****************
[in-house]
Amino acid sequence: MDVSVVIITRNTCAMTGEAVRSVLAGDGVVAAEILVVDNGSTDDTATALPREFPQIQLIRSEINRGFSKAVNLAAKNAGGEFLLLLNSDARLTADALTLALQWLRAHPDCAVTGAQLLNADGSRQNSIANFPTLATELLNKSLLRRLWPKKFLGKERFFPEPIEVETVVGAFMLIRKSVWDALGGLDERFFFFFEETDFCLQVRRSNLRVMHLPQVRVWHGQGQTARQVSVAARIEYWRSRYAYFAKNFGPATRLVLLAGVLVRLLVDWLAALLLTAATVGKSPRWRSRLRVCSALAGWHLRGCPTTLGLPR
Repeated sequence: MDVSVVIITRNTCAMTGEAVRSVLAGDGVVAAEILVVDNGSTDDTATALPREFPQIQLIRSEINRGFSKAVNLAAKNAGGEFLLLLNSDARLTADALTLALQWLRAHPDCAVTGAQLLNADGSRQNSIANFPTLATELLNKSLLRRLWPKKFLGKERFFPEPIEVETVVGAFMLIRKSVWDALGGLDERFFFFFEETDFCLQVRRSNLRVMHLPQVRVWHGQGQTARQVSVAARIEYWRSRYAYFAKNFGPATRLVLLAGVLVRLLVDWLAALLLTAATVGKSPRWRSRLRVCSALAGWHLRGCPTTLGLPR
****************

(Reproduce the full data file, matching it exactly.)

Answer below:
[in-house]
Amino acid sequence: MDVSVVIITRNTCAMTGEAVRSVLAGDGVVAAEILVVDNGSTDDTATALPREFPQIQLIRSEINRGFSKAVNLAAKNAGGEFLLLLNSDARLTADALTLALQWLRAHPDCAVTGAQLLNADGSRQNSIANFPTLATELLNKSLLRRLWPKKFLGKERFFPEPIEVETVVGAFMLIRKSVWDALGGLDERFFFFFEETDFCLQVRRSNLRVMHLPQVRVWHGQGQTARQVSVAARIEYWRSRYAYFAKNFGPATRLVLLAGVLVRLLVDWLAALLLTAATVGKSPRWRSRLRVCSALAGWHLRGCPTTLGLPR
Repeated sequence: MDVSVVIITRNTCAMTGEAVRSVLAGDGVVAAEILVVDNGSTDDTATALPREFPQIQLIRSEINRGFSKAVNLAAKNAGGEFLLLLNSDARLTADALTLALQWLRAHPDCAVTGAQLLNADGSRQNSIANFPTLATELLNKSLLRRLWPKKFLGKERFFPEPIEVETVVGAFMLIRKSVWDALGGLDERFFFFFEETDFCLQVRRSNLRVMHLPQVRVWHGQGQTARQVSVAARIEYWRSRYAYFAKNFGPATRLVLLAGVLVRLLVDWLAALLLTAATVGKSPRWRSRLRVCSALAGWHLRGCPTTLGLPR